Utah school won't discipline teacher who assigned terrorist propaganda poster

A school in Utah has issued an apology after several parents complained about the assignment but declined to take disciplinary action against the teacher.

AP
Islamic State group's flag is seen in an area after Kurdish troops known as peshmerga regained control of some villages west of the oil-rich city of Kirkuk, 180 miles north of Baghdad, Sept. 30.

Utah's Salem Junior High School released an apology Thursday for an assignment in which students were asked to create propaganda for terrorist groups like the Islamic State militant group, which is believed to be responsible for the deaths of 130 people in a series of terrorist attacks in Paris last week.

A first year teacher assigned the task to about 60 ninth-graders with an assignment worksheet explaining that the project was designed "to help students understand the goals of terrorist groups and the methods they use to gain support."

Parents of the students complained to the school board, which was not aware of the assignment. School officials have said the assignment was not approved by the school and not part of the approved curriculum.

"She wanted the students to understand how propaganda can be wrong and lead people incorrectly," Nebo School District spokeswoman Lana Hiskey told the Associated Press.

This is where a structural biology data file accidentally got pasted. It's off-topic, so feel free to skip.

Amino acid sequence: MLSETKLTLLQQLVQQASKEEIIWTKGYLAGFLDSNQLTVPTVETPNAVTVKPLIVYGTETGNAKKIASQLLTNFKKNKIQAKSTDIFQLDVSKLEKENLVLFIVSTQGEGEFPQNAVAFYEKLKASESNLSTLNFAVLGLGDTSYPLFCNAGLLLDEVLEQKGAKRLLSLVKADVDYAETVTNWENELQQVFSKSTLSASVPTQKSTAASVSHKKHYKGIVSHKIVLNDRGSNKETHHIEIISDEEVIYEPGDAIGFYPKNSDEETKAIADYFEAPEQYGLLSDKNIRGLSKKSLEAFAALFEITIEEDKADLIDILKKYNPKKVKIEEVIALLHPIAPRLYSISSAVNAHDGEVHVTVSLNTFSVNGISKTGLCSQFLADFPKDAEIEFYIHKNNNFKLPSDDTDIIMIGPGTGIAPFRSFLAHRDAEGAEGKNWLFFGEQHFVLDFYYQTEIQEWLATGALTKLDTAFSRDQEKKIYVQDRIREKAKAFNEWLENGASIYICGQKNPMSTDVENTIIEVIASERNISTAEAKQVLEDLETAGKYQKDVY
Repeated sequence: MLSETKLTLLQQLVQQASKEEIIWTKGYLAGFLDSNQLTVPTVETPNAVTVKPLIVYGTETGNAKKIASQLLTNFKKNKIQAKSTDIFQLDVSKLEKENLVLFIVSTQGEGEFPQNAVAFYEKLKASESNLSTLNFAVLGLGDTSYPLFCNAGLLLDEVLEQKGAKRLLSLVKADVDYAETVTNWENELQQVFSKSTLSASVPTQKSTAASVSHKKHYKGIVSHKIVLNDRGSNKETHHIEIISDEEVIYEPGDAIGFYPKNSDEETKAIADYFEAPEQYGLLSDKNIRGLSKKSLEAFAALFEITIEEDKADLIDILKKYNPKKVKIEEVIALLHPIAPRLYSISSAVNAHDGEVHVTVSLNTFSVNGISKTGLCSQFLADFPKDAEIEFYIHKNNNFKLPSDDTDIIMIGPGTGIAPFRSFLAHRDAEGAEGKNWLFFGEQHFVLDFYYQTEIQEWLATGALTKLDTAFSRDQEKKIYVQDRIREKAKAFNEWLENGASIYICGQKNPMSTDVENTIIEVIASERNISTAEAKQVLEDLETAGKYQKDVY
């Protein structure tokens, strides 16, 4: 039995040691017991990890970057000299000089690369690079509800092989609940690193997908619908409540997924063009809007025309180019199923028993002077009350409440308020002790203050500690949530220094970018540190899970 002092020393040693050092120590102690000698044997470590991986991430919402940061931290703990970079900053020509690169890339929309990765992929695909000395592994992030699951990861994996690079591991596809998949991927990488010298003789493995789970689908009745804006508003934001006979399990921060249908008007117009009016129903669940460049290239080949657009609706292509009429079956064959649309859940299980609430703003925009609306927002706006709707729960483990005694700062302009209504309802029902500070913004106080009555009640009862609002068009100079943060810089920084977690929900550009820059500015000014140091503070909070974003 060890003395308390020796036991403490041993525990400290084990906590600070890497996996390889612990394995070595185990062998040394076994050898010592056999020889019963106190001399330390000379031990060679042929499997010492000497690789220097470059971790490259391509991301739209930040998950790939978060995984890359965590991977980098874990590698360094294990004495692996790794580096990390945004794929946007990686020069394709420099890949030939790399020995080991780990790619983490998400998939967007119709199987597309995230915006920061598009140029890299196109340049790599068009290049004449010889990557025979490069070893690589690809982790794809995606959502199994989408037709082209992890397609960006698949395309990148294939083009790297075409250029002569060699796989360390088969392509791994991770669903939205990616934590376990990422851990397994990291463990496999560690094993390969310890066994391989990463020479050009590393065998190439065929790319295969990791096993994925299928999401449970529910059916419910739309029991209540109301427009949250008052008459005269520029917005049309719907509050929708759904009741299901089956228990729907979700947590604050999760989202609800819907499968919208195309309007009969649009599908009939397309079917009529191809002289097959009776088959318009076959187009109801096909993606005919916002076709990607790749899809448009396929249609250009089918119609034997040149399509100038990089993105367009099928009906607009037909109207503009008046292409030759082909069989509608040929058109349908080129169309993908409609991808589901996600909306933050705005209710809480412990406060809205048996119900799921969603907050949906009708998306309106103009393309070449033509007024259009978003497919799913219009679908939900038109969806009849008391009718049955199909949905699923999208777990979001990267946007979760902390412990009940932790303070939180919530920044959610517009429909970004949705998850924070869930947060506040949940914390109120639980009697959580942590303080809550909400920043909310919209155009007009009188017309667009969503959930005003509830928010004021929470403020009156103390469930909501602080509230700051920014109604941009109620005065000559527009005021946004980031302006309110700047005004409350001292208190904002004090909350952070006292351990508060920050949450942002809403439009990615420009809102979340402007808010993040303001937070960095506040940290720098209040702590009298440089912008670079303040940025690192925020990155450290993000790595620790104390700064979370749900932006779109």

The assignment arose during discussions and lessons on the Middle East, terrorism, and propaganda, including how propaganda was used during World War II, Ms. Hiskey said.

The assignment asked kids to create a mock up of a propaganda poster. A disclaimer at the bottom of the worksheet said that any students who felt uncomfortable with the assignment could request an alternative task from the teacher, the AP reported.

Four parents called the principal to discuss concerns over the project. No disciplinary action is planned for the teacher, but school administrators instructed the teacher to cancel the project.

“We don’t want students going on the Internet and looking up terrorist things,” Hiskey told KUTV. “This was a classroom project and it’s been withdrawn and she’s talked to the students and let them know that was not the intent.”

This report includes material from the Associated Press.

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